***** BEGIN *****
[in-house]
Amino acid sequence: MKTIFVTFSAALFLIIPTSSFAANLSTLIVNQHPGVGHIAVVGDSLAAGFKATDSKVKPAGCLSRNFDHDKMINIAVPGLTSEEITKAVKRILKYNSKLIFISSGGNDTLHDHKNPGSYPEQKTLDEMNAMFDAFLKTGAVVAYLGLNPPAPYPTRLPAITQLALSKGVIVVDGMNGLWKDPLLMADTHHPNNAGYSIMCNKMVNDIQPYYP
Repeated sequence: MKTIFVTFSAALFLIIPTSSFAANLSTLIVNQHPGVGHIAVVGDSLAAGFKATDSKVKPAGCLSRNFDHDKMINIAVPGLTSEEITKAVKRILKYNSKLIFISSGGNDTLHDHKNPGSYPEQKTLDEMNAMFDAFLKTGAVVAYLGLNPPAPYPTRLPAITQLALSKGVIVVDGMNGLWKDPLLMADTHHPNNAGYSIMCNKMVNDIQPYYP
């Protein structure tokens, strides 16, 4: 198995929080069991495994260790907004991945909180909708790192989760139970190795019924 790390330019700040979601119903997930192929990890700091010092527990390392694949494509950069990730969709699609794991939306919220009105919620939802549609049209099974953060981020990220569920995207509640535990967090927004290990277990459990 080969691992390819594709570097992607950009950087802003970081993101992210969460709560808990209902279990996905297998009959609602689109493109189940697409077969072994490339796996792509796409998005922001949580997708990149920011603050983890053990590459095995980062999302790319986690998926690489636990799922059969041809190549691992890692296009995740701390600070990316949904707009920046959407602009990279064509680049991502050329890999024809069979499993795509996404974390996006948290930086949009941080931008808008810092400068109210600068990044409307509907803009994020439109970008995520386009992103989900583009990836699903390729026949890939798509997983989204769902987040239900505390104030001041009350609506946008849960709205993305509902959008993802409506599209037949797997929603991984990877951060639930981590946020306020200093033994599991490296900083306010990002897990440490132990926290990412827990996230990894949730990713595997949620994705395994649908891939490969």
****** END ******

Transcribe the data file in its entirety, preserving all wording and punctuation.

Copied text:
[in-house]
Amino acid sequence: MKTIFVTFSAALFLIIPTSSFAANLSTLIVNQHPGVGHIAVVGDSLAAGFKATDSKVKPAGCLSRNFDHDKMINIAVPGLTSEEITKAVKRILKYNSKLIFISSGGNDTLHDHKNPGSYPEQKTLDEMNAMFDAFLKTGAVVAYLGLNPPAPYPTRLPAITQLALSKGVIVVDGMNGLWKDPLLMADTHHPNNAGYSIMCNKMVNDIQPYYP
Repeated sequence: MKTIFVTFSAALFLIIPTSSFAANLSTLIVNQHPGVGHIAVVGDSLAAGFKATDSKVKPAGCLSRNFDHDKMINIAVPGLTSEEITKAVKRILKYNSKLIFISSGGNDTLHDHKNPGSYPEQKTLDEMNAMFDAFLKTGAVVAYLGLNPPAPYPTRLPAITQLALSKGVIVVDGMNGLWKDPLLMADTHHPNNAGYSIMCNKMVNDIQPYYP
């Protein structure tokens, strides 16, 4: 198995929080069991495994260790907004991945909180909708790192989760139970190795019924 790390330019700040979601119903997930192929990890700091010092527990390392694949494509950069990730969709699609794991939306919220009105919620939802549609049209099974953060981020990220569920995207509640535990967090927004290990277990459990 080969691992390819594709570097992607950009950087802003970081993101992210969460709560808990209902279990996905297998009959609602689109493109189940697409077969072994490339796996792509796409998005922001949580997708990149920011603050983890053990590459095995980062999302790319986690998926690489636990799922059969041809190549691992890692296009995740701390600070990316949904707009920046959407602009990279064509680049991502050329890999024809069979499993795509996404974390996006948290930086949009941080931008808008810092400068109210600068990044409307509907803009994020439109970008995520386009992103989900583009990836699903390729026949890939798509997983989204769902987040239900505390104030001041009350609506946008849960709205993305509902959008993802409506599209037949797997929603991984990877951060639930981590946020306020200093033994599991490296900083306010990002897990440490132990926290990412827990996230990894949730990713595997949620994705395994649908891939490969």